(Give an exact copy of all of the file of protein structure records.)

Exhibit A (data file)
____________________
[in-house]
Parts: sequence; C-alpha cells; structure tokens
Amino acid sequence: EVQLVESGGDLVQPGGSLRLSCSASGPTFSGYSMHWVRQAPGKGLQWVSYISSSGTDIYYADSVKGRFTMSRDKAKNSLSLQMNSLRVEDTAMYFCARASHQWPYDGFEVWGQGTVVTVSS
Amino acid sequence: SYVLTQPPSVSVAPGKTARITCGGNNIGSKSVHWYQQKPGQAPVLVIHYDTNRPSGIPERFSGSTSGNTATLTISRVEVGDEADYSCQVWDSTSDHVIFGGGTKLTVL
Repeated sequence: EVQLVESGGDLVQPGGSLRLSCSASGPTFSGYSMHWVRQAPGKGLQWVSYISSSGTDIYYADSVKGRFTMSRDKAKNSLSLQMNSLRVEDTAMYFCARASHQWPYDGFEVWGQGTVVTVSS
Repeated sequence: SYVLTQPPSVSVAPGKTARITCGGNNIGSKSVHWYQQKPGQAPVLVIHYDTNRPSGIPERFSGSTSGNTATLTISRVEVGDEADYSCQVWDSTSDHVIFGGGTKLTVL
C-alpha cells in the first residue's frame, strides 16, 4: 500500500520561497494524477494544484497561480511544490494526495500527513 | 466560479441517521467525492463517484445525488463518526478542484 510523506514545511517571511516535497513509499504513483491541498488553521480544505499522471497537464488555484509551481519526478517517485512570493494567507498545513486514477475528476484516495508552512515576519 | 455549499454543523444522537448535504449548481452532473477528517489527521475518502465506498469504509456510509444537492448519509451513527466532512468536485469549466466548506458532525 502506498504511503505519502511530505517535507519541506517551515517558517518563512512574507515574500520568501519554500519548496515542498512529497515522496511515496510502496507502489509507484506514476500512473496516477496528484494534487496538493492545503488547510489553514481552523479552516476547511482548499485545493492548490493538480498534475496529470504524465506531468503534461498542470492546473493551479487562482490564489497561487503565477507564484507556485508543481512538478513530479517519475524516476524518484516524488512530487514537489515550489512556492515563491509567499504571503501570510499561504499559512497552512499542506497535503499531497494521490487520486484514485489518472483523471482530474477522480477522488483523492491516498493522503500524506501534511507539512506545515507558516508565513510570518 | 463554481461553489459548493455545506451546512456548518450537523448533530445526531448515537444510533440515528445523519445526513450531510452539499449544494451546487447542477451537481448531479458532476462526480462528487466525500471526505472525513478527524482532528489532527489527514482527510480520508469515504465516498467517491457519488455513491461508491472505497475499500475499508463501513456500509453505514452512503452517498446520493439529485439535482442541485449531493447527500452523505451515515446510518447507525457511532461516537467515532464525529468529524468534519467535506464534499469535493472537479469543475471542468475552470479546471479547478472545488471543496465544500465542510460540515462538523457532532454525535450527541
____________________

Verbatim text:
[in-house]
Parts: sequence; C-alpha cells; structure tokens
Amino acid sequence: EVQLVESGGDLVQPGGSLRLSCSASGPTFSGYSMHWVRQAPGKGLQWVSYISSSGTDIYYADSVKGRFTMSRDKAKNSLSLQMNSLRVEDTAMYFCARASHQWPYDGFEVWGQGTVVTVSS
Amino acid sequence: SYVLTQPPSVSVAPGKTARITCGGNNIGSKSVHWYQQKPGQAPVLVIHYDTNRPSGIPERFSGSTSGNTATLTISRVEVGDEADYSCQVWDSTSDHVIFGGGTKLTVL
Repeated sequence: EVQLVESGGDLVQPGGSLRLSCSASGPTFSGYSMHWVRQAPGKGLQWVSYISSSGTDIYYADSVKGRFTMSRDKAKNSLSLQMNSLRVEDTAMYFCARASHQWPYDGFEVWGQGTVVTVSS
Repeated sequence: SYVLTQPPSVSVAPGKTARITCGGNNIGSKSVHWYQQKPGQAPVLVIHYDTNRPSGIPERFSGSTSGNTATLTISRVEVGDEADYSCQVWDSTSDHVIFGGGTKLTVL
C-alpha cells in the first residue's frame, strides 16, 4: 500500500520561497494524477494544484497561480511544490494526495500527513 | 466560479441517521467525492463517484445525488463518526478542484 510523506514545511517571511516535497513509499504513483491541498488553521480544505499522471497537464488555484509551481519526478517517485512570493494567507498545513486514477475528476484516495508552512515576519 | 455549499454543523444522537448535504449548481452532473477528517489527521475518502465506498469504509456510509444537492448519509451513527466532512468536485469549466466548506458532525 502506498504511503505519502511530505517535507519541506517551515517558517518563512512574507515574500520568501519554500519548496515542498512529497515522496511515496510502496507502489509507484506514476500512473496516477496528484494534487496538493492545503488547510489553514481552523479552516476547511482548499485545493492548490493538480498534475496529470504524465506531468503534461498542470492546473493551479487562482490564489497561487503565477507564484507556485508543481512538478513530479517519475524516476524518484516524488512530487514537489515550489512556492515563491509567499504571503501570510499561504499559512497552512499542506497535503499531497494521490487520486484514485489518472483523471482530474477522480477522488483523492491516498493522503500524506501534511507539512506545515507558516508565513510570518 | 463554481461553489459548493455545506451546512456548518450537523448533530445526531448515537444510533440515528445523519445526513450531510452539499449544494451546487447542477451537481448531479458532476462526480462528487466525500471526505472525513478527524482532528489532527489527514482527510480520508469515504465516498467517491457519488455513491461508491472505497475499500475499508463501513456500509453505514452512503452517498446520493439529485439535482442541485449531493447527500452523505451515515446510518447507525457511532461516537467515532464525529468529524468534519467535506464534499469535493472537479469543475471542468475552470479546471479547478472545488471543496465544500465542510460540515462538523457532532454525535450527541